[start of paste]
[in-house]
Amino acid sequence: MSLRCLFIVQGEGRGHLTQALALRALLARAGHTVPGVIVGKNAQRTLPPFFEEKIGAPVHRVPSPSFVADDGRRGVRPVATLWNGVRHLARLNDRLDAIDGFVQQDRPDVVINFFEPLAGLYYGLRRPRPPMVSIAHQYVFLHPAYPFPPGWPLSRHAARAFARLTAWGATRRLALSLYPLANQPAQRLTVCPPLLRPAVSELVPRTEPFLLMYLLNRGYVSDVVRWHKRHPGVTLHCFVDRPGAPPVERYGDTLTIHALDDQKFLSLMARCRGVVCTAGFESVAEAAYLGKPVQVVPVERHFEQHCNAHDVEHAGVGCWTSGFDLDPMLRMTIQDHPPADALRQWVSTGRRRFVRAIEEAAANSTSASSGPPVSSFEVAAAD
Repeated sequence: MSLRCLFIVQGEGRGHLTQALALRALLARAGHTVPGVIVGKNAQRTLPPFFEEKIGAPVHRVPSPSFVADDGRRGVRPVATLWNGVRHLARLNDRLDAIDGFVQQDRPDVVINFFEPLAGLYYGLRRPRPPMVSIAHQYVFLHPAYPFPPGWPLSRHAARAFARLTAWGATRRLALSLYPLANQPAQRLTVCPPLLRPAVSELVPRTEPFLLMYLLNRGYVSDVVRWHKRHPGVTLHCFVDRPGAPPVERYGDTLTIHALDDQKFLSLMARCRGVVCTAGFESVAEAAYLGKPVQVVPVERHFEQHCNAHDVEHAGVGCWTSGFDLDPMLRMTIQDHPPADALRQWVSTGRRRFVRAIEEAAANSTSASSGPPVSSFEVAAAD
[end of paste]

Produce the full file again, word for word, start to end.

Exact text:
[in-house]
Amino acid sequence: MSLRCLFIVQGEGRGHLTQALALRALLARAGHTVPGVIVGKNAQRTLPPFFEEKIGAPVHRVPSPSFVADDGRRGVRPVATLWNGVRHLARLNDRLDAIDGFVQQDRPDVVINFFEPLAGLYYGLRRPRPPMVSIAHQYVFLHPAYPFPPGWPLSRHAARAFARLTAWGATRRLALSLYPLANQPAQRLTVCPPLLRPAVSELVPRTEPFLLMYLLNRGYVSDVVRWHKRHPGVTLHCFVDRPGAPPVERYGDTLTIHALDDQKFLSLMARCRGVVCTAGFESVAEAAYLGKPVQVVPVERHFEQHCNAHDVEHAGVGCWTSGFDLDPMLRMTIQDHPPADALRQWVSTGRRRFVRAIEEAAANSTSASSGPPVSSFEVAAAD
Repeated sequence: MSLRCLFIVQGEGRGHLTQALALRALLARAGHTVPGVIVGKNAQRTLPPFFEEKIGAPVHRVPSPSFVADDGRRGVRPVATLWNGVRHLARLNDRLDAIDGFVQQDRPDVVINFFEPLAGLYYGLRRPRPPMVSIAHQYVFLHPAYPFPPGWPLSRHAARAFARLTAWGATRRLALSLYPLANQPAQRLTVCPPLLRPAVSELVPRTEPFLLMYLLNRGYVSDVVRWHKRHPGVTLHCFVDRPGAPPVERYGDTLTIHALDDQKFLSLMARCRGVVCTAGFESVAEAAYLGKPVQVVPVERHFEQHCNAHDVEHAGVGCWTSGFDLDPMLRMTIQDHPPADALRQWVSTGRRRFVRAIEEAAANSTSASSGPPVSSFEVAAAD